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Captain Cook Monument Trail: Everything You Need to Know

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If you’re looking for an adventure near Kona on the Big Island, hiking along the Captain Cook Monument Trail may just be the perfect activity for you. Along this trail, you’ll hike through lush grasslands, past sweeping ocean vistas, and end at a secluded bay that offers the best snorkeling on the Big Island. So what are you waiting for? Put on your Tevas and let’s hit the road- here’s everything you need to know about the Captain Cook Monument Trail. 

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The Captain Cook Monument Trail is one of the best hikes on the Big Island, taking you down through an impossibly green forest and through a craggy volcanic field to the shores of Kealakekua Bay.

This bay is the largest Marine Life Conservation District in Hawaii and, in my opinion, the very best place to snorkel in the entire state. The pristine marine sanctuary is home to vibrant coral, 400 species of fish, sea turtles, and even spinner dolphins.

Man snorkeling underwater at Kealakekua Bay on the Big Island

What makes it even cooler is that you can’t simply drive here- the only way to get here is via boat, like on one of the snorkeling tours of Kealakekua Bay, or, alternatively, hiking via the Captain Cook Monument trail

So are you sold on the Captain Cook Monument Trail? Let’s get into it!

About the Captain Cook Monument Trail

Length: 

4.0 miles

Elevation gain: 

1,256 feet. It’s worth noting that you’ll be hiking down to the bay during the first half of the hike, so literally allllll of the elevation gain is in the latter half. It can be a bit of a butt kicker!

Difficulty: 

Hard 

Woman walking by a flowering tree along the Captain Cook Monument Trail on the Big Island

Dog-friendly?: 

No, sadly, you’ll need to leave your furry best friend at home for this one. Since you’ll be snorkeling in Kealakekua Bay at the endpoint (or, at least, you definitely should be!), it’s probably best that they stay at home anyway.

How long does it take to hike the Captain Cook Monument Trail?

To actually hike roundtrip along the Captain Cook Monument Trail (also called the “Ka’awaloa Trail”), I’d plan for the hike to take somewhere between two and three hours. 

Woman hiking along the Captain Cook Monument Trail on the Big Island

That being said, you should absolutely go snorkeling at the endpoint in Kealakekua Bay, so I’d carve out at least an extra hour (or more!) in your Big Island itinerary for that as well. 

Honestly, my husband, Justin, and I had just planned to snorkel in the bay for about an hour or so and were kicking ourselves that we hadn’t budgeted more time here to enjoy the incredible marine life. So if anything, I’d plan to budget more time here than you think you might need- and if you return to the trailhead quicker than you anticipated, you’ll just have some extra free time to grab a shave ice!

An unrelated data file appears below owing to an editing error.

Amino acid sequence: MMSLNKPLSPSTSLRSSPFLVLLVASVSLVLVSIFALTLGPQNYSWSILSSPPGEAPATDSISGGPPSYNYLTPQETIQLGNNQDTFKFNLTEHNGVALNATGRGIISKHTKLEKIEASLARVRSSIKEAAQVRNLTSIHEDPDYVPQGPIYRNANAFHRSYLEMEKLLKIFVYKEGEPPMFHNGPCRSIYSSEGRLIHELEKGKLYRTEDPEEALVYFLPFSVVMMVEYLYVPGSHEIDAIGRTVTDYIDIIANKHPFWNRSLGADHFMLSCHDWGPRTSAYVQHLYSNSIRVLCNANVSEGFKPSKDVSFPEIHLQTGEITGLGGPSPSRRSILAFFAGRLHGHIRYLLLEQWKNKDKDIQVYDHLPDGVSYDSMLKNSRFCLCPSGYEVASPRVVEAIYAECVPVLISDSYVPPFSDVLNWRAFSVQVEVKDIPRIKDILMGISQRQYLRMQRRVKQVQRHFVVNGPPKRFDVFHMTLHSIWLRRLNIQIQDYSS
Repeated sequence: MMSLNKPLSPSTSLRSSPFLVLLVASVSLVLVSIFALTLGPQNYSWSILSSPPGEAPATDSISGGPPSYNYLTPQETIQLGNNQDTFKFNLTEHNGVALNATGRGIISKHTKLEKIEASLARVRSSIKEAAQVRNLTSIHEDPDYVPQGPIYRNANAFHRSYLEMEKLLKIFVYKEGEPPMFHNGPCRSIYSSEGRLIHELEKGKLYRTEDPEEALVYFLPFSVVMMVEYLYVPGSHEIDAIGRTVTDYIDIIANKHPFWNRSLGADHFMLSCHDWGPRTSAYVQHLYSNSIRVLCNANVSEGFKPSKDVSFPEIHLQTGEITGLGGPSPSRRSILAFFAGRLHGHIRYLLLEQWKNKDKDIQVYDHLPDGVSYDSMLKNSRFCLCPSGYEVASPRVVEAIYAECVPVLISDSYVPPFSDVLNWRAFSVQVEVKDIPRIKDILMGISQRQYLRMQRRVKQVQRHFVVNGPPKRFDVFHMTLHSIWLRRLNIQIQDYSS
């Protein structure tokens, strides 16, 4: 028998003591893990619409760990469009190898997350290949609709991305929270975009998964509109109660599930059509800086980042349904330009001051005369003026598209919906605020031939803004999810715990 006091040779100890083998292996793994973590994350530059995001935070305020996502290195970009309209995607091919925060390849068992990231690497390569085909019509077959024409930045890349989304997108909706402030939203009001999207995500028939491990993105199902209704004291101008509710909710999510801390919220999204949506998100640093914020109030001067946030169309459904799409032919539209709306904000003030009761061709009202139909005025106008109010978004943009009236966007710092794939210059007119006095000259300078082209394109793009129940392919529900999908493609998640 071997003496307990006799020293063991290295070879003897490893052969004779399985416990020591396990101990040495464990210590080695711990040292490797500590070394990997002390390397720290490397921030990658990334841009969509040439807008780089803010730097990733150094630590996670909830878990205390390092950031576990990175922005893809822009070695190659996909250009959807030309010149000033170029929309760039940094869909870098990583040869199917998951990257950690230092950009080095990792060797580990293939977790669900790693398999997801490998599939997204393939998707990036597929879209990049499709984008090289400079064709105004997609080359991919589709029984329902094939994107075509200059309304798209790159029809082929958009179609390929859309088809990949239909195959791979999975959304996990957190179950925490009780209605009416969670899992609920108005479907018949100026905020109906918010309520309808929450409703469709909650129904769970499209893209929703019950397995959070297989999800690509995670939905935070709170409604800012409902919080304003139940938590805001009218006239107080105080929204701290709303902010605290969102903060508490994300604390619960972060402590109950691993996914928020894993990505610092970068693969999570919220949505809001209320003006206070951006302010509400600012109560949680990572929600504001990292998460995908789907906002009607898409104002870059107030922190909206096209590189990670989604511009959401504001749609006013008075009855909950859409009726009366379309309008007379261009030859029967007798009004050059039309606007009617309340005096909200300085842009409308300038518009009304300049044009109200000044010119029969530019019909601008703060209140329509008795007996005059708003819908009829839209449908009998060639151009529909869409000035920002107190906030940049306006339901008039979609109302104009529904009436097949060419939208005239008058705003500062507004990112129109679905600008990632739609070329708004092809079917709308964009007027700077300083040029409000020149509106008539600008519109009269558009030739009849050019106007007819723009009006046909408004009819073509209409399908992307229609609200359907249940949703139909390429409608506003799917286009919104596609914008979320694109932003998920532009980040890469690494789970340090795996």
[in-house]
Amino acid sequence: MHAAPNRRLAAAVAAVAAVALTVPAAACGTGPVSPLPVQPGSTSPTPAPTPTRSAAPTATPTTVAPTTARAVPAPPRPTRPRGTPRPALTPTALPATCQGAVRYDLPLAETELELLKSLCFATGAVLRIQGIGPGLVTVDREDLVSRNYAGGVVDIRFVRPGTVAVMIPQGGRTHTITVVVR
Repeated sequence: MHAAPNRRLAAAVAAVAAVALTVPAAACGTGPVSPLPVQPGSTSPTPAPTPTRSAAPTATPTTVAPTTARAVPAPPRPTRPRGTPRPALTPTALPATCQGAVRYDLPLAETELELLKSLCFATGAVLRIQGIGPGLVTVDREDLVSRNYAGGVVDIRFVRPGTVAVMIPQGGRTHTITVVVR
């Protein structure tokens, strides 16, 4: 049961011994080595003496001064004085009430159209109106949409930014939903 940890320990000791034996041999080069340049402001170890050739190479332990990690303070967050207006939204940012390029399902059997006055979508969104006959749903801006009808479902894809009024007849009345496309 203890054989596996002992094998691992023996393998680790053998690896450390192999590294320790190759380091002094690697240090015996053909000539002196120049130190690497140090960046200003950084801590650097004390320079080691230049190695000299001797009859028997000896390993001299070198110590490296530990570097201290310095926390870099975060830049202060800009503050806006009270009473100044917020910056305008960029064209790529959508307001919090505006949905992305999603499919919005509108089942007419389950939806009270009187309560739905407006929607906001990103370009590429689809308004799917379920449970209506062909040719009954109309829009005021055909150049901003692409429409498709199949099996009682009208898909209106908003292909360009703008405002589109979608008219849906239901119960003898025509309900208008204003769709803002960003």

What is the Captain Cook Monument?

You may be wondering, who is this Captain Cook dude you keep blathering on about and why is there a monument dedicated to him? Well, I’m so glad you asked!

Captain Cook Monument along the shores of Kealakekua Bay on the Big Island

Captain Cook was a famous (or “infamous”, depending on who you ask) British explorer from the 1700s and is believed to be the first European to navigate to the Hawaiian Islands in 1778.

When Cook originally landed on the islands, everything was friendly between his men and the Native people. 

However, by early 1779, the Brits had overstayed their welcome. Amidst rising tension with the Native Hawaiians, Captain Cook’s men attempted to sail back to England in February 1779 but quickly had to return to the shores of the Big Island when one of their ships’ masts broke while at sea.

The Native Hawaiians were, to say the least, displeased to see Captain Cook return and in retaliation, stole one of the Brits’ cutter boats. Captain Cook decided to, like, really up the ante and attempted to kidnap King Kalaniopuu, the Big Island’s high chief at the time. This did not bode well for Captain Cook—he was stabbed during the kidnapping attempt and bled to death on the shores of Kealakekua Bay.

Monument of Captain Cook's death at Kealakekua Bay on the Big Island

In 1874, the British erected an obelisk-shaped monument for the explorer, just a few hundred yards away from the spot where he perished. A Big Island trivia fact for you– the land immediately surrounding the monument was deeded to the United Kingdom for $1 in 1877 and has been considered sovereign non-embassy land owned by the British Embassy ever since.

How to Get to the Captain Cook Monument Trail

Now that our history lesson for the day is complete, the Captain Cook Monument Trail starts here, in the town of (surprise!) Captain Cook. It’s about a 20 minute drive south of Kona or, alternatively, you can take an hour-long bus ride.

There’s only a handful of parking spots along the shoulder across from the trailhead, with limited options if those spots are taken. Accordingly, I’d highly recommend getting to the trailhead early so you can snag a spot

Grasslands at the trailhead of the Captain Cook Monument Trail

If waking up early doesn’t work with your version of island time (no judgment!), I’d suggest taking an Uber or bus from Kona so you don’t have to stress about finding parking near the trailhead. Just make sure your phone is charged up for the ride home later; we always keep a battery bank in our backpacks to power up our cell phones, just in case.